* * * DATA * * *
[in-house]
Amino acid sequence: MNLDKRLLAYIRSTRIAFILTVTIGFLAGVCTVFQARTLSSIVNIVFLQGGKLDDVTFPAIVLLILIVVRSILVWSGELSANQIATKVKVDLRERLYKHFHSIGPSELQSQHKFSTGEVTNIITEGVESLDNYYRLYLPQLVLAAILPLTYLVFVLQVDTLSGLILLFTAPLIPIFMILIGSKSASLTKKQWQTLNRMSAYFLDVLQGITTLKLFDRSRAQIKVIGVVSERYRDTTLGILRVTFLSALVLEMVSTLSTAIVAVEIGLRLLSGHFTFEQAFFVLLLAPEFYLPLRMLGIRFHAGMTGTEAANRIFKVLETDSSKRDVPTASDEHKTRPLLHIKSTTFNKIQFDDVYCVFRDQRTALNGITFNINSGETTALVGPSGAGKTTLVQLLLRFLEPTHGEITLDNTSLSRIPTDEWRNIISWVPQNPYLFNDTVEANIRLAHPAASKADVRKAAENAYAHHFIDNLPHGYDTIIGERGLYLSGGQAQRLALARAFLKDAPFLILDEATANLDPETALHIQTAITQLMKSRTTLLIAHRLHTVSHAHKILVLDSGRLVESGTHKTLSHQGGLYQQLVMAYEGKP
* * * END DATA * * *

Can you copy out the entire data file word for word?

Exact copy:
[in-house]
Amino acid sequence: MNLDKRLLAYIRSTRIAFILTVTIGFLAGVCTVFQARTLSSIVNIVFLQGGKLDDVTFPAIVLLILIVVRSILVWSGELSANQIATKVKVDLRERLYKHFHSIGPSELQSQHKFSTGEVTNIITEGVESLDNYYRLYLPQLVLAAILPLTYLVFVLQVDTLSGLILLFTAPLIPIFMILIGSKSASLTKKQWQTLNRMSAYFLDVLQGITTLKLFDRSRAQIKVIGVVSERYRDTTLGILRVTFLSALVLEMVSTLSTAIVAVEIGLRLLSGHFTFEQAFFVLLLAPEFYLPLRMLGIRFHAGMTGTEAANRIFKVLETDSSKRDVPTASDEHKTRPLLHIKSTTFNKIQFDDVYCVFRDQRTALNGITFNINSGETTALVGPSGAGKTTLVQLLLRFLEPTHGEITLDNTSLSRIPTDEWRNIISWVPQNPYLFNDTVEANIRLAHPAASKADVRKAAENAYAHHFIDNLPHGYDTIIGERGLYLSGGQAQRLALARAFLKDAPFLILDEATANLDPETALHIQTAITQLMKSRTTLLIAHRLHTVSHAHKILVLDSGRLVESGTHKTLSHQGGLYQQLVMAYEGKP